- Reference Number: HEY-366/2016
- Departments: Cardiology
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This leaflet has been produced to give you general information. Most of your questions should be answered by this leaflet. It is not intended to replace the discussion between you and the healthcare team, but may act as a starting point for discussion. If after reading it you have any concerns or require further explanation, please discuss this with a member of the healthcare team.
This leaflet is intended to provide information for you after you have left hospital following an angiogram or angioplasty procedure. Most of your questions should be answered by this leaflet. It is not intended to replace the discussion between you and your doctor, but may act as a starting point for discussion. If after reading it you have any concerns or require further explanation, please discuss this with a member of the healthcare team caring for you.
Care of the wound site
Your procedure will most likely have been performed from either the blood vessel in your wrist or at the top of your leg and it is common to be a bit bruised afterwards. If this is uncomfortable then take painkillers such as paracetamol.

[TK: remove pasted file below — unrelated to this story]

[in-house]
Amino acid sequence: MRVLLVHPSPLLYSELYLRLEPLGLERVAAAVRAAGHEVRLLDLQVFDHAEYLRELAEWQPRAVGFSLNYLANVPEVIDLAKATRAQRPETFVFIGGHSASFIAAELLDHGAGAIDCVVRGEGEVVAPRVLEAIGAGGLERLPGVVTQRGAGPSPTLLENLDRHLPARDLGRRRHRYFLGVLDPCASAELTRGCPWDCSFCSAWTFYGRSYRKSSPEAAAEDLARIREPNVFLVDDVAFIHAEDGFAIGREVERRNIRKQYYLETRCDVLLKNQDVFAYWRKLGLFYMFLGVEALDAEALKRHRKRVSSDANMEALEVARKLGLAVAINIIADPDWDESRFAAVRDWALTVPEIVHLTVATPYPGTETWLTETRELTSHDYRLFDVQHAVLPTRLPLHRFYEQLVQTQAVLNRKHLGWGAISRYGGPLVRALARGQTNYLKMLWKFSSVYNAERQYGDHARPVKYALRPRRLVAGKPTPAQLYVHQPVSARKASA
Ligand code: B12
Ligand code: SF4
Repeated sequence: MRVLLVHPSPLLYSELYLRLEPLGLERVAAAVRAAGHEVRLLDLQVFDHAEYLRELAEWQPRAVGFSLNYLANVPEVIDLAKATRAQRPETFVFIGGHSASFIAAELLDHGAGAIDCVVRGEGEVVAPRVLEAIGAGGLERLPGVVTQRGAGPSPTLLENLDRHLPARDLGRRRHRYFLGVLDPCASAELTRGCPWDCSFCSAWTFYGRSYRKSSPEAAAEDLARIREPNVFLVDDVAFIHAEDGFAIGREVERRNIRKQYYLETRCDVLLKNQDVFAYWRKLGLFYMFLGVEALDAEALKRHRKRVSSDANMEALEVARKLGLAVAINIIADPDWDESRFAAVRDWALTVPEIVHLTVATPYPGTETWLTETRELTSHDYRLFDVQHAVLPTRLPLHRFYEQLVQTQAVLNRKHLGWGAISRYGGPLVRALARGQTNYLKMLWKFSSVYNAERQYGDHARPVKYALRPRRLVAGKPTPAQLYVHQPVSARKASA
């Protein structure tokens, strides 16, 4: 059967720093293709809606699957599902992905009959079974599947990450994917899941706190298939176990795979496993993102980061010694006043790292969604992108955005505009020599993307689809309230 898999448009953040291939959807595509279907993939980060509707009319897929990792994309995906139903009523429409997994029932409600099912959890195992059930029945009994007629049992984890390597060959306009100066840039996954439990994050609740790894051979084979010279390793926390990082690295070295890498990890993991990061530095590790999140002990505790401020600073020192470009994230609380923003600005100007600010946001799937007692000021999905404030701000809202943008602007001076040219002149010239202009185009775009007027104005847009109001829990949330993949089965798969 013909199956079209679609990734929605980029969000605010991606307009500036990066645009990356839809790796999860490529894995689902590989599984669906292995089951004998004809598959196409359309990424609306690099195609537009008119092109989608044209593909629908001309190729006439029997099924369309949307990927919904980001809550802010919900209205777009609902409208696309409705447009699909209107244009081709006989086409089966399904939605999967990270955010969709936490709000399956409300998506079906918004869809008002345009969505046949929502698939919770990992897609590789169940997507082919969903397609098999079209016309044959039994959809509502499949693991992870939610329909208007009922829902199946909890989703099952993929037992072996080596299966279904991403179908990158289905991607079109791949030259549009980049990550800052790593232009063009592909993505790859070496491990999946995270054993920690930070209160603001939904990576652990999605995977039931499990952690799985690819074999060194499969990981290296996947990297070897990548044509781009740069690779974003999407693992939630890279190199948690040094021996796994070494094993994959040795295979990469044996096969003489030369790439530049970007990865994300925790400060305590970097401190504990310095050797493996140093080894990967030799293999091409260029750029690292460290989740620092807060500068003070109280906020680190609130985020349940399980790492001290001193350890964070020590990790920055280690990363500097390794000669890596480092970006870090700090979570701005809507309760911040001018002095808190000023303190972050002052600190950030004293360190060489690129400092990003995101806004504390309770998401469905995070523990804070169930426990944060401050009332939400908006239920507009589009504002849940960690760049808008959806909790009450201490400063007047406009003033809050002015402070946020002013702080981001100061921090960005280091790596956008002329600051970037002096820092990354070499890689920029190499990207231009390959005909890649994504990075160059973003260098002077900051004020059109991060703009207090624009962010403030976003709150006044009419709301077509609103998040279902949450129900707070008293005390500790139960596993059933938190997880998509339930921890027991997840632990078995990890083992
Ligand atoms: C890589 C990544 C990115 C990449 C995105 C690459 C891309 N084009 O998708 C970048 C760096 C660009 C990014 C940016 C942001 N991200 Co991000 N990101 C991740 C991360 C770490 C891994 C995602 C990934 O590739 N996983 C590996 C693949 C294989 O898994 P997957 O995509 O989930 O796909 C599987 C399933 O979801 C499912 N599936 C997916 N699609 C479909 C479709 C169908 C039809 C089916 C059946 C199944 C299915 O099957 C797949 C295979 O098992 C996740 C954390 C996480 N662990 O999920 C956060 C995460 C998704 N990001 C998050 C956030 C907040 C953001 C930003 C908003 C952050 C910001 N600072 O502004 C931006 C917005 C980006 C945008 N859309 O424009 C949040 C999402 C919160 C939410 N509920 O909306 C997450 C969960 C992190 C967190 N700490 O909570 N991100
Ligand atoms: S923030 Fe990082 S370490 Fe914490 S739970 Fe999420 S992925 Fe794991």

Do not take painkillers that contain aspirin.
The dressing should be kept on for 48 hours after the procedure after which it may be removed and you can take a shower as usual. It is best not to use a bath for a further two days and avoid putting talc or cream directly onto the puncture site.
Avoid heavy lifting for 7 days after the procedure.
A lump may develop around your wound site. If it is the size of a pea then do not worry – this is just the scar. If, however, a large lump develops, which is bigger than a 10 pence coin, or the site starts to bleed you must seek immediate medical advice. If the bleeding is from the groin you should then lie down and apply pressure. If it is from the wrist you should apply pressure and elevate the arm. You should also seek advice if you experience numbness, coldness or pain in the affected leg or arm.
What to do if I get chest pain
It is important to remember that chest pain is not always the heart. However, any symptoms of chest discomfort should be taken seriously and the following steps taken:
- Stop what you are doing, sit down, rest, and try to relax.